"Anyone who doesn't take truth seriously in small matters cannot be trusted in large ones either." ~Albert Einstein
"Truth is incontrovertible; malice may attack it and ignorance may deride it; but, in the end, there it is." ~Winston Churchill

Image

moldyoldie
Posts: 588
Joined: Wed Oct 18, 2006 2:51 pm
Location: Motown, USA

Post by moldyoldie » Fri Nov 10, 2006 9:39 am

Bogey wrote:Sibelius Symphony No. 5 Segerstam/Helsinki
Please let me/us know what you think of it; I've been considering purchase. Actually, I'm looking for the "perfect" Sibelius 3rd Symphony, which is the pairing on that CD, as well as a "different" 5th from my Panula, Sargent, Salonen (yuck!), Bernstein/Vienna, and Davis/LSO Live. (Really like the Panula and Sargent.) I've read Segerstam's recording described as "lush and expansive".

Currently listening to the interminable, nearly 100-minute Gliere Symphony No. 3 "Ilya Murametz" by Farberman/RPO on Unicorn; trying again to decide if I really like it or if it should be sacrificed for shelf space. The first hour makes for good background music, if you like a consistent drone of romantic, near-Wagnerian swelling and ebbing of strings.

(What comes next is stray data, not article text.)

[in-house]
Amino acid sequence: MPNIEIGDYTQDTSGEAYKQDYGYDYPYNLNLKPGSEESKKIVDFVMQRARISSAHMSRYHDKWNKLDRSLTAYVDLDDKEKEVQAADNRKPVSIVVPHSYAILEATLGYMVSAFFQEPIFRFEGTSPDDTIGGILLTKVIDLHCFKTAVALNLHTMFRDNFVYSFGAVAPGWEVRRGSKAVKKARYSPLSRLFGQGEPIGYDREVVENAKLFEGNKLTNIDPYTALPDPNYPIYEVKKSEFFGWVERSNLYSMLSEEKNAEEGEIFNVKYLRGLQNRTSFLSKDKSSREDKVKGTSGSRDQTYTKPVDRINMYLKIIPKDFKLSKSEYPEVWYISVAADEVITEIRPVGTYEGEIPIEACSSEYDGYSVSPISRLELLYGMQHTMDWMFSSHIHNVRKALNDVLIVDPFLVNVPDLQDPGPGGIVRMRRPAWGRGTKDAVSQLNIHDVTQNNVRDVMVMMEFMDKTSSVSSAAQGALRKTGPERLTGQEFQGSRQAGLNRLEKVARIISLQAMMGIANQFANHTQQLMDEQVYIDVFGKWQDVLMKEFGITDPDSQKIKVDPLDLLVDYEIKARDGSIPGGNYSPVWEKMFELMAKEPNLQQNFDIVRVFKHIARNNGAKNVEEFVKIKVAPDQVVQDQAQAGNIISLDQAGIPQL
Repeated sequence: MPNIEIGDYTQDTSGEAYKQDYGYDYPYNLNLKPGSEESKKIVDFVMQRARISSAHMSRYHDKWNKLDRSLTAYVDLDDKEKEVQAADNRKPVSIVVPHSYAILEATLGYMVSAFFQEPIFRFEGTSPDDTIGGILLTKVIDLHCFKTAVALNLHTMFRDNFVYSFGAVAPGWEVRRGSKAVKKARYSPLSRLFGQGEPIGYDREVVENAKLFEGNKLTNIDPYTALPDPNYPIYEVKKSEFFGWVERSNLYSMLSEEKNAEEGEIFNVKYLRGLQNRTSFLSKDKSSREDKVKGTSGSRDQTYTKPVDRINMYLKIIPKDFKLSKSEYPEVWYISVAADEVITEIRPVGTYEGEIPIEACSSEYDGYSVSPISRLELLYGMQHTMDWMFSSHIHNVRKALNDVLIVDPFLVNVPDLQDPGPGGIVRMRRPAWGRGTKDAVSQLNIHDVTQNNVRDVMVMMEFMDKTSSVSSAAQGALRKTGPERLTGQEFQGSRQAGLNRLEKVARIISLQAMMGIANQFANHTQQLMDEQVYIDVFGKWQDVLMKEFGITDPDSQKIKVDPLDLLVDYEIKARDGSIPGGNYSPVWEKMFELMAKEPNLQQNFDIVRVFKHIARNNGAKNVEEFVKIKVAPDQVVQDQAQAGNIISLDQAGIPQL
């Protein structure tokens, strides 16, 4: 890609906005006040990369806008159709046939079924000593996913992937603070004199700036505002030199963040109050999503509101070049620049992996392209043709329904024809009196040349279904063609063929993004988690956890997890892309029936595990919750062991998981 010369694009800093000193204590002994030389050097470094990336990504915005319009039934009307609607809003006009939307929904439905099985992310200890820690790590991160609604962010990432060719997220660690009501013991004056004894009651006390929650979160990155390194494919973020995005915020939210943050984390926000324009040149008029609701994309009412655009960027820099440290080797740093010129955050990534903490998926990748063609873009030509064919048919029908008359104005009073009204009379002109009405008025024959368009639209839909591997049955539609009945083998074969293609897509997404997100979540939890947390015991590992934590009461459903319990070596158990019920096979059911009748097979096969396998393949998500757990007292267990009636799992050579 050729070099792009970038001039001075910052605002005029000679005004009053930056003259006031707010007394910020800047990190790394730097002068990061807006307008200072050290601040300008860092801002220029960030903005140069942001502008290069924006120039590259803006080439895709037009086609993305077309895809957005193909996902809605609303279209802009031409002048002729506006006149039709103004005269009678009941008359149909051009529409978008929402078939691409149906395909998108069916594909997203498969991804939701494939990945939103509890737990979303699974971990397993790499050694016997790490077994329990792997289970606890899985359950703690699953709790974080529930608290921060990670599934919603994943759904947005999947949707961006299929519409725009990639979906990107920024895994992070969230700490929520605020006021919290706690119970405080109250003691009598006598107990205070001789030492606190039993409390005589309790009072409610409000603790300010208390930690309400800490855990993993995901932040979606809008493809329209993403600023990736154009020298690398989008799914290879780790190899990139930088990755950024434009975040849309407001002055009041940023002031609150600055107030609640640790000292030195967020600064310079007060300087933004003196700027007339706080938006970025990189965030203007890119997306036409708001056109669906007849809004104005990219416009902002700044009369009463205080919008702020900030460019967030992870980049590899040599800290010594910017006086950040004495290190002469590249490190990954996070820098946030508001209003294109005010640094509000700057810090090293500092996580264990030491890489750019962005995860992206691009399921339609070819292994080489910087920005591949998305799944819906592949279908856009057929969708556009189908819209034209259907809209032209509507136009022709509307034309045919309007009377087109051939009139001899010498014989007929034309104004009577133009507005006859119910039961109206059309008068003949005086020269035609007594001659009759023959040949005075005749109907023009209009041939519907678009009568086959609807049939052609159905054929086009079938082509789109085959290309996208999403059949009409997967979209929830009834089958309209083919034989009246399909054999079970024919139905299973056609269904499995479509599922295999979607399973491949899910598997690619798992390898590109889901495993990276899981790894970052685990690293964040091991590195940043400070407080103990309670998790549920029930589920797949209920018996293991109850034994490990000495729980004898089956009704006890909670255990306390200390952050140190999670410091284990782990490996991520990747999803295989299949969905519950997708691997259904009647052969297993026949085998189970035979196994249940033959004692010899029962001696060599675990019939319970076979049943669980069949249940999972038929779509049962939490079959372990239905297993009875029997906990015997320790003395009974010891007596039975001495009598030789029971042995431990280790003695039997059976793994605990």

I realize the symphony has a "program", but it might work better as a silent movie soundtrack.
Last edited by moldyoldie on Fri Nov 10, 2006 11:29 am, edited 2 times in total.

hautbois
Posts: 173
Joined: Mon Nov 08, 2004 6:59 am
Location: East Malaysia

Post by hautbois » Fri Nov 10, 2006 11:25 am

Schubert Symphonies No. 2 & 6

Nikolaus Harnoncourt, Royal Concertgebouw Orchestra (Teldec)

When is Schubert's 250 coming? :twisted: Truly awesome music and i can't believe that i am saying this despite being 19!

CharmNewton
Posts: 1974
Joined: Sun Jun 08, 2003 9:10 pm

Post by CharmNewton » Fri Nov 10, 2006 11:48 am

hautbois wrote:Schubert Symphonies No. 2 & 6

When is Schubert's 250 coming? :twisted:
2047 (But Schubert 200 will be rolling around in 2028.) :)

John

johnQpublic
Posts: 1981
Joined: Thu Apr 14, 2005 3:00 pm